The following article was published in N-SPHERE February 2011 issue.


Sanatorium Pod Klepsydra (The Hourglass Sanatorium) is like the man in Naked Lunch not talking about the way(s) in which he gradually murders his wife. On the surface it may only seem a very curious mix of Fellini, Gilliam, Greenaway, and maybe two shakes of Zulawski framed inside a story which seems to take the same route as other countless stories treading oniric grounds have taken before. And yet there is a sense of rigour in all of its frenzy sustained by a very striking imagery.

The story itself is very simple: a man (Joseph) is taking a trip to visit his father (Jacob) in a sanatorium. The father is assumed dead, but he is kept alive through some sort of an artifice, and in order “to save his vital energies” he sleeps for long hours. And there you have it, the mechanism that triggers the whole movie. We have the entrance, the gateway and the worlds created. The fun part about this from the very start is that there are many ways you can look at it.

There is the Kafkian method, the opening window, which would also explain the name (Josef). There is a Greenaway–ian method (Prospero’s Books, if you may), where worlds are presented side by side through their own image, by using the visual and nearly bypassing the verbal language (we see it here very clear: there are few conversations, most of them are splinters, fractions that seem to come from dreams rather than from anything else. Even from the very start, the dialogue between the protagonist and the nurse is very eloquent in this particular sense). And there is even a Biblical way: Joseph the son of Jacob, Jacob who in his last days expressed his wish of not being buried in Egypt, but in Canaan with his forefathers (there is even a moment in the film in which the Three Wise Men appear). But this is only a start and the linkage is more relevant to the father–son relationship, rather than to anything else.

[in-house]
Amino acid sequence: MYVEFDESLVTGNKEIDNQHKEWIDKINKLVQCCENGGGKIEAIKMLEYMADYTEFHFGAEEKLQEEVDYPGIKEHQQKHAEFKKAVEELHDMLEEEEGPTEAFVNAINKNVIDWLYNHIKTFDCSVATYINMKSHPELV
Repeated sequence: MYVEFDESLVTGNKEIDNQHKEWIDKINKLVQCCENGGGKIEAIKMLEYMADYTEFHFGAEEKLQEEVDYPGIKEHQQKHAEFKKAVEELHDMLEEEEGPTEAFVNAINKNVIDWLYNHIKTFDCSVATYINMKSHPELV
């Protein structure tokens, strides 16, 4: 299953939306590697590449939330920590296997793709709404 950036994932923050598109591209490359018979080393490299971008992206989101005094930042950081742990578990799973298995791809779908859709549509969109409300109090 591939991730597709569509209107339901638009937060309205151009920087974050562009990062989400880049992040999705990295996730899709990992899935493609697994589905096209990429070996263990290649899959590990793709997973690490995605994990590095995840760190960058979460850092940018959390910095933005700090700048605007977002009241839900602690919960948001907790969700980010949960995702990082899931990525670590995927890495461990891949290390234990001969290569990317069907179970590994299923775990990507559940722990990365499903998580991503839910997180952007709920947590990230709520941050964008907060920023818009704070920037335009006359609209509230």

There is an Alice in Wonderland feel through the film as well – the window from the father’s room is cracked, and through that cracked window we see a boy who is the one leading Josef in his journey (rabbit–holes, anyone?). The boy – Rudolf – links to a lot of Greenaway’s later child protagonists (and I have Drowning By Numbers in mind, both Smut and The Skipping Girl) and is in fact an incarnation of the child instilled: all of the curiosity and desire and none of the guilt, repression, fear or other things that prevent grown–ups from doing what they would want to do sometimes. There is a pair to that: Bianka (white, and indeed she is dressed in white and she looks pale), who has a certain type of frenzy you can only find in a woman or girl, someone who Josef has never met, yet longs for, silently.

And this kind of boldness is a main attribute of the film as well: The Hourglass Sanatorium does not try to explain its frantic course, or should I say it does not try to use it as a part of a conventional plot to gain mainstream audience. It just follows what it’s set out to do, for better or worse since some things are too great (not referring to the grandeur but to the size mostly) to fully happen, they just try to happen, partially. This is also what the film tells us at some point through another key character: The Blind Conductor. Yes, blind, just like Josef winds up towards the end of the film and with the lantern that Josef too will wear around his neck.